1st Reading: Acts 2:36-41
Since God wants all to be saved, Peter calls those who crucified Jesus to repent and be saved
Peter said, “Therefore let the entire house of Israel know with certainty that God has made him both Lord and Messiah, this Jesus whom you crucified.” Now when they heard this, they were cut to the heart and said to Peter and to the other apostles, “Brothers, what should we do?” Peter said to them, “Repent, and be baptized every one of you in the name of Jesus Christ so that your sins may be forgiven; and you will receive the gift of the Holy Spirit. For the promise is for you, for your children, and for all who are far away, everyone whom the Lord our God calls to him.” And he testified with many other arguments and exhorted them, saying, “Save yourselves from this corrupt generation.” So those who welcomed his message were baptized, and that day about three thousand persons were added.
Responsorial: from Psalm 33
Response: The earth is full of the goodness of the Lord
The word of the Lord is righteous,
and all his works are trustworthy.
He loves justice and right;
of the kindness of the Lord the earth is full.
See, the eyes of the Lord are upon those who fear him,
upon those who hope for his kindness,
To deliver them from death
and preserve them in spite of famine.
Our soul waits for the Lord,
who is our help and our shield.
May your kindness, O Lord, be upon us
who have put our hope in you.
Gospel: John 20:11-18
Mary Magdalene encounters the risen Jesus, but at first fails to recognise him
Mary stood weeping outside the tomb. As she wept, she bent over to look into the tomb; and she saw two angels in white, sitting where the body of Jesus had been lying, one at the head and the other at the feet. They said to her, “Woman, why are you weeping?” She said to them, “They have taken away my Lord, and I do not know where they have laid him.” When she had said this, she turned around and saw Jesus standing there, but she did not know that it was Jesus. Jesus said to her, “Woman, why are you weeping? Whom are you looking for?” Supposing him to be the gardener, she said to him, “Sir, if you have carried him away, tell me where you have laid him, and I will take him away.” Jesus said to her, “Mary!” She turned and said to him in Hebrew, “Rabbouni!” (which means Teacher). Jesus said to her, “Do not hold on to me, because I have not yet ascended to the Father. But go to my brothers and say to them, “I am ascending to my Father and your Father, to my God and your God.'” Mary Magdalene went and announced to the disciples, “I have seen the Lord; ” and she told them that he had said these things to her.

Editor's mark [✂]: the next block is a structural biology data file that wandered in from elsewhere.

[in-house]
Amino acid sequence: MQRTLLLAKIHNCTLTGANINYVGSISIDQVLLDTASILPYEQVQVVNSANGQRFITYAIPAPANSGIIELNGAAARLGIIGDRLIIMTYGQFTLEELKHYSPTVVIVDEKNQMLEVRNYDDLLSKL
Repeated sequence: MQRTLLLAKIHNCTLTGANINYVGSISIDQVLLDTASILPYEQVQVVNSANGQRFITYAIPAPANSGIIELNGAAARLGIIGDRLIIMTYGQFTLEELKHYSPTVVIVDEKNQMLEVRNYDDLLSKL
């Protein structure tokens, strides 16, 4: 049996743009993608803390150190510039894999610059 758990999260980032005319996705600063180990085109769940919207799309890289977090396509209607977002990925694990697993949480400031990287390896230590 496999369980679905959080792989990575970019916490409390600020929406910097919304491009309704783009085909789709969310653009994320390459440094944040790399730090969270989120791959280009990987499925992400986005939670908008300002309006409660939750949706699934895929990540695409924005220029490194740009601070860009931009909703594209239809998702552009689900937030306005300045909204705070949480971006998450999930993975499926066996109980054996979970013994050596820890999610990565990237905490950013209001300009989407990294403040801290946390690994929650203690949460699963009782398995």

During the Global Pandemic, O Lord, may your words be on our lips, and in our hearts. May they give us courage and hope – and draw us nearer to you...
Gradually recognising him
A fascinating side of the Easter stories is how the risen Jesus was recognised only gradually by his closest friends. John’s report about Mary Magdalene challenging the gardener to hand back the body of Jesus conveys their stupor and confusion. All they hoped for at first was to be able to reverence his mortal remains. But when he calls Mary by her name (in Hebrew, Miriam,), she makes a joyful discovery: he was truly there, alive! Notice their eagerness to tell each other about him, to share their religious experience. “Go and tell” is a recurring theme in these Easter stories. Magdalene will tell the rest of the group, not just that he is alive, but that he is going back to the Father, his Father and theirs. The unique, special relationship conveyed by the phrase “my Father and your Father” is what the Magdalene recognises and passes on.
Then we have Peter, the church’s leading public witness, trying to help his Jewish people to recognise Jesus as their Messiah and saviour, even those who had called for his death by crucifixion. The kind of Messiah Peter had come to know wanted to call everyone to salvation, with their sins forgiven. All they need do to draw close to God was to welcome Jesus with faith, and receive the gift of his Spirit.
We too, in this Easter week, can come to recognise the various ways that Jesus is still alive among us, not only in the holy eucharist and in the Gospel we read, but also in our fellow-Christians, in the blessings of this world, and in whatever is best in our own selves.
Today’s gospel begins in sadness and ends in joy. In the early morning Mary Magdalene stood outside the tomb weeping. But it ends with joy when the Lord for whom she was grieving found her, and called her by name. We will find the Lord if we search for him, for he is never far away. He is the good shepherd who calls by name. He came to seek and to save the lost, and we need to let ourselves be met by him, as Magdalene was. She has something to teach us about seeking the Lord even in our grief.